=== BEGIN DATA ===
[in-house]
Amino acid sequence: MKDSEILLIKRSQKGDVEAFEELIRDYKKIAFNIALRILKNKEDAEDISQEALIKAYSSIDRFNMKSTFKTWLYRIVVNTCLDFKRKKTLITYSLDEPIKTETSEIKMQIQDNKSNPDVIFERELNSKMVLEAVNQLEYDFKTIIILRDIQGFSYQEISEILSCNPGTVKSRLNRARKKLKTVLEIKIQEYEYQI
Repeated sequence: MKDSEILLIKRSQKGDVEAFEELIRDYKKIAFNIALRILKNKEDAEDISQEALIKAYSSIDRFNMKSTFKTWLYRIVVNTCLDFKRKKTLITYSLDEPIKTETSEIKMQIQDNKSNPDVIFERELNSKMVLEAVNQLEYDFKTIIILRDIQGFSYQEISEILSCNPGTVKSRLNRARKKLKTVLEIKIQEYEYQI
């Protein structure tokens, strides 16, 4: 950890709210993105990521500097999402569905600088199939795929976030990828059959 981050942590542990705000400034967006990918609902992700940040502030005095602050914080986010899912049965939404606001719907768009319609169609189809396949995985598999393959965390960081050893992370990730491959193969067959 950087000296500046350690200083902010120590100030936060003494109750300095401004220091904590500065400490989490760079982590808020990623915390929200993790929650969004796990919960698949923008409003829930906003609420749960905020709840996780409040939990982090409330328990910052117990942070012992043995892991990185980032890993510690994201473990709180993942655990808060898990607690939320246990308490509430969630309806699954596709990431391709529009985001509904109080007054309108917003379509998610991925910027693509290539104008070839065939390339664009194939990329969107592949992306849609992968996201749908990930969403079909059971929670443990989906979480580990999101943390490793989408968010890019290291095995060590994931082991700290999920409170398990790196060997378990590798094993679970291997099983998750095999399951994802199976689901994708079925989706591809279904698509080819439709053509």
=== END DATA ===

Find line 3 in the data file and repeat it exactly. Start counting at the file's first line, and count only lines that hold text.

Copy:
Repeated sequence: MKDSEILLIKRSQKGDVEAFEELIRDYKKIAFNIALRILKNKEDAEDISQEALIKAYSSIDRFNMKSTFKTWLYRIVVNTCLDFKRKKTLITYSLDEPIKTETSEIKMQIQDNKSNPDVIFERELNSKMVLEAVNQLEYDFKTIIILRDIQGFSYQEISEILSCNPGTVKSRLNRARKKLKTVLEIKIQEYEYQI